For acute pain, we’ve got a simple problem that goes away quite quickly. Most bodies don’t need much in order to get better.
If you’ve got chronic pain that’s gone on for longer than three months or is very complex and started to affect other parts of your life, you’ll often be referred to a multidisciplinary pain clinic. Now, what does that mean? That means that we look at all the different aspects of your life and how the pain has affected it. So, it’s partly about the physical, it’s about drug safety, making sure that the medications that you’re on are not ones that you’re going to become dependent on, they’re not going to cause other problems within your life. It’s partly about making sure that nothing’s been missed in your diagnosis.
It’s also about increasing your physical activity. So physical activity, by itself can improve your pain. But more importantly, it allows you to get outside, it allows you to do your normal activities around the home, if you’ve lost a lot of fitness, if you’ve lost a lot of muscle mass, you’re not going to be able to do those things. And so it’s really important to keep you moving, to keep you strong, even while you’ve got this chronic pain.
Chronic pain can affect so many people in terms of their psychological health. So we have psychologists and psychiatrists within our chronic pain clinics. And these people look at how pain has affected your psychological health, and they also look at the ways that anxiety and depression can feed into making your chronic pain worse. They’ll help you address it. And it’s really widely recognised that if you have well treated anxiety, well treated depression, that your path through chronic pain and your ability to deal with it will be improved. So they are a crucial part of any multidisciplinary pain clinic.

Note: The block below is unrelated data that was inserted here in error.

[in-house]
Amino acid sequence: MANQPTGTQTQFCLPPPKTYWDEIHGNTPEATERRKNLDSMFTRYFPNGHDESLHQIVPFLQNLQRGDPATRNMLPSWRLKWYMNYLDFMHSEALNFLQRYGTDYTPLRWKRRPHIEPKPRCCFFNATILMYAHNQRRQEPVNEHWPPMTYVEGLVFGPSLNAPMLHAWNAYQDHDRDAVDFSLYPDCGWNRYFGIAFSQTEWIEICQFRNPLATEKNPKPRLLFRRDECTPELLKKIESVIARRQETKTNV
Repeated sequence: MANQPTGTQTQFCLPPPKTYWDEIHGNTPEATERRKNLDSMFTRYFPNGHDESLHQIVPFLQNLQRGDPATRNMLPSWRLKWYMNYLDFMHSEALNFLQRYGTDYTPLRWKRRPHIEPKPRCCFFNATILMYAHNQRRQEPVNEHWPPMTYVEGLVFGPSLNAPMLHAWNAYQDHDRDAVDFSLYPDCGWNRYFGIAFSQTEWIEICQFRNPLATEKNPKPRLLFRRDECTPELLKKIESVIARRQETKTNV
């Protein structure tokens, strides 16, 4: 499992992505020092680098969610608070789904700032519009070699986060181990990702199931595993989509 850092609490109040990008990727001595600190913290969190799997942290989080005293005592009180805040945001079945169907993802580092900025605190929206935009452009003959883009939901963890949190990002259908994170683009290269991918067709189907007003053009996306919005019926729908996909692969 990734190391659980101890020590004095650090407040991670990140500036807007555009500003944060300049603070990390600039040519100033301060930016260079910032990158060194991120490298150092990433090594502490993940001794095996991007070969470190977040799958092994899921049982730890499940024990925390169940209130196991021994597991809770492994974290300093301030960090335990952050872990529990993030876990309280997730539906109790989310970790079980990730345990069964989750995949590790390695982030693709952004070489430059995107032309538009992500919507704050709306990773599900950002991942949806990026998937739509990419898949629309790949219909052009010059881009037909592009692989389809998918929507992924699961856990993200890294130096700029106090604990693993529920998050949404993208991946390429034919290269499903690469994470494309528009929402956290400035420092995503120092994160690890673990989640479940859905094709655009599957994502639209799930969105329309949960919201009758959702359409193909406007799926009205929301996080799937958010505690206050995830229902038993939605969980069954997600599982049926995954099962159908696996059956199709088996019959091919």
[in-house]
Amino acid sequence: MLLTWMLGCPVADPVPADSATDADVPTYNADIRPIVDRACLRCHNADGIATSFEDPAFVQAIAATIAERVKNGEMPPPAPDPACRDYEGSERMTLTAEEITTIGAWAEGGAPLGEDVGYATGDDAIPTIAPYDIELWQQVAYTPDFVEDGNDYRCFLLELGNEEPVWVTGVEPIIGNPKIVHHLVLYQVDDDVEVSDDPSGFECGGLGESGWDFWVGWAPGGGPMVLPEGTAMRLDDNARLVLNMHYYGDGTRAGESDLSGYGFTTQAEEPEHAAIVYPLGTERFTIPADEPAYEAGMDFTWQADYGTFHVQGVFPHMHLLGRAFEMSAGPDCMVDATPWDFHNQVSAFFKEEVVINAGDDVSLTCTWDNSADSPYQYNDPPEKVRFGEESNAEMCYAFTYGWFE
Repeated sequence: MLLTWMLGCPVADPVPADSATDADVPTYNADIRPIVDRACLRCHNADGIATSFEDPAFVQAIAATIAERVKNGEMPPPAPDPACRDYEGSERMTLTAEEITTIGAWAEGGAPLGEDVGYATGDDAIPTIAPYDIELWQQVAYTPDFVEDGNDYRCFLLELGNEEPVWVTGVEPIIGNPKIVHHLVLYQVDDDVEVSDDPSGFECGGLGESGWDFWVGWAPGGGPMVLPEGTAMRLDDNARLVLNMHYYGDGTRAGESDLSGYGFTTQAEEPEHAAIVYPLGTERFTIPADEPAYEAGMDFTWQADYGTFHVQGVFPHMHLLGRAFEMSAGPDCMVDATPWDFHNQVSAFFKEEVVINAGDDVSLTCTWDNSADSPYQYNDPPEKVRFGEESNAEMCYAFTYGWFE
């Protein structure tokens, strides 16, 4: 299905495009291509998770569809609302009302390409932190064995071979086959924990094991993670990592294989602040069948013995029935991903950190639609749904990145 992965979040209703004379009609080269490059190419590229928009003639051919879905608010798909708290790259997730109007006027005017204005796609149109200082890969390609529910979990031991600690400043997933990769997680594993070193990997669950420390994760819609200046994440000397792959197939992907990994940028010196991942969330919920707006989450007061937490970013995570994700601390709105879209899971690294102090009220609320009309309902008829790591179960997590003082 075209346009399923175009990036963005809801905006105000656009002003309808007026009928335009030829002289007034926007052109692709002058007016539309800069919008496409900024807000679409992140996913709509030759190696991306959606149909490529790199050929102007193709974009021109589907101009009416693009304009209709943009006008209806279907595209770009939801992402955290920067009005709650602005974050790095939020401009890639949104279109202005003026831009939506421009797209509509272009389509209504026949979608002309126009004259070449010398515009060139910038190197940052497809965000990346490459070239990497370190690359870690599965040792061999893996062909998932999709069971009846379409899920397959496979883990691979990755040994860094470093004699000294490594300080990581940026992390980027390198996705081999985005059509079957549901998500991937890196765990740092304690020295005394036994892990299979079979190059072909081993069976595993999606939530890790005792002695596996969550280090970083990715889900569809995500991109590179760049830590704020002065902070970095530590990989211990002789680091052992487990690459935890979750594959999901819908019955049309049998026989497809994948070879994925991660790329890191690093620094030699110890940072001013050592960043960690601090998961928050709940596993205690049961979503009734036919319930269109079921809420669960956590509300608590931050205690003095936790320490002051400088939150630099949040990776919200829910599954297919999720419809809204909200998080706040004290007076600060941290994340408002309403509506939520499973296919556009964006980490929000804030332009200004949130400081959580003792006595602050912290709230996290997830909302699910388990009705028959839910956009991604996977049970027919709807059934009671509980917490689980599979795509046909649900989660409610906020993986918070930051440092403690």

If you can’t access a full multidisciplinary pain clinic, your GP, particularly in regional areas where many of these clinics are not available, your GP can still help you find access to a lot of that treatment. So in terms of movement, they might send you to somebody who can do manipulation, or to a physiotherapist, or to exercise classes. You might be able to access Tai Chi or yoga, which have been shown to help a lot, both with physical activity and with mental calming. So they might be able to do that for you. They might be able to help you with your nutrition because we know that if you’re overweight, if you’re eating the wrong foods, that that can feed into your chronic pain as well. And that’s something that can be done in most regional areas.
You can also get help with medication and your GP might be able to access Telehealth to get support through a remote chronic pain clinic. So there’s a lot of ways that even if you’re outside of the geographic areas that are well served by chronic pain clinics, that you can get help for your chronic pain through your GP.
And for GPs at the moment, there’s a programme called Better Pain Management that’s available through the Faculty of Pain Medicine website, and that takes you through the steps so that you can help to support patients, if your patients don’t have access to these multidisciplinary pain clinics.